International Cricket Council (ICC) President David Morgan has given the recently-concluded Champions Trophy event, won by Australia for the second time, a huge thumbs-up, calling it a 'huge success'.
“I’m delighted with the quality of the tournament and the level of cricket that has been played throughout this competition. It has been a huge success,” he said.
“The cricket was enthralling and the feedback on the event from the players and followers of the game has been overwhelmingly positive. I believe the cricketing world thoroughly enjoyed this re-branded competition as I did.
“I think it’s fair to say that, we have been royally treated over the past 14 days in Johannesburg and Pretoria which provided five-star facilities for the players and spectators at The Wanderers and Centurion. The players brought this tournament alive with their passion, commitment and will to win,” he added.
The tournament has given him confidence that not only is the Champions Trophy a crucial part of the calendar, but that the 50-over format is also here to stay.
“The level of organisation and the praise the event has received from the all the top cricketers speaks volumes of the success of the event. I think most experts of the game and the opinion-makers are now convinced the ICC Champions Trophy definitely has a place in the cricket calendar," he said.
“It also gives me immense pleasure to say the quality of cricket we have seen in the last 14 days proves that 50-over format can comfortably co-exist with the traditional five-day Test and the short 20-over formats.
“In that light I would like to congratulate Ricky Ponting’s side for successfully defending the title. Congratulations are also due to New Zealand which played excellent cricket and despite missing top players due to injuries produced excellent performances to reach the final.
He went on to laud the spirit in which the games were played before also paying tribute to the organisors and ICC employees.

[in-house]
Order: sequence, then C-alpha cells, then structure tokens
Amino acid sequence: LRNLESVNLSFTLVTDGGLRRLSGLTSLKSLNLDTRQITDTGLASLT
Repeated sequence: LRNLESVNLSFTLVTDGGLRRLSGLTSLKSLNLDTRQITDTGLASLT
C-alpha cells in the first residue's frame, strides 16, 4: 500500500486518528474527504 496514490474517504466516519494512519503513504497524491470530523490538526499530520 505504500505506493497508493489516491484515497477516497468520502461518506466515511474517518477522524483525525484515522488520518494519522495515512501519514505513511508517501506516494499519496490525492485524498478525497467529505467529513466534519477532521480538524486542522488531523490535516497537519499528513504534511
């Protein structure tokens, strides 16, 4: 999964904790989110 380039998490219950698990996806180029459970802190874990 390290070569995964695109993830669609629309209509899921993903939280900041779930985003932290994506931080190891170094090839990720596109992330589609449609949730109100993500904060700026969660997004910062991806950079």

“The spirit in which the games were played was magnificent with no instances of players overstepping the mark of what is deemed acceptable behaviour in our great game. England captain Andrew Strauss recalling Angelo Mathews and New Zealand captain Daniel Vettori withdrawing the run-out appeal against Paul Collingwood reflect the spirit in which the matches were played.
“Cricket South Africa has been a great partner for the ICC in putting on this event in a short time. From the very start of this process it was clear that we were dealing with a committed group of people – led by our excellent tournament director Don McIntosh – who were determined to put on the best possible event and they were clearly successful.
“I also want to thank the dedicated staff and executive team at the ICC who have been working hard on this event for a long time. It is also important to recognize the positive contribution of our match officials whose excellent performances helped to make the event the success it was.
“The successful staging of the last three events – ICC World Twenty20 2007, ICC World Twenty20 and ICC Champions Trophy 2009 – has also proved that the ICC has learnt from previous programming experiences.
“Now with the ICC Champions Trophy 2009 over, the quest for putting up another world class event – the ICC World Twenty20 2010 in the West Indies – begins and I have no doubt that it will be another memorable event for the spectators and the players alike."
Morgan's comments came at the end of an ICC Board meeting, at which the governing body announced the groupings for the 2011 World Cup in South Asia.
© Cricket World 2009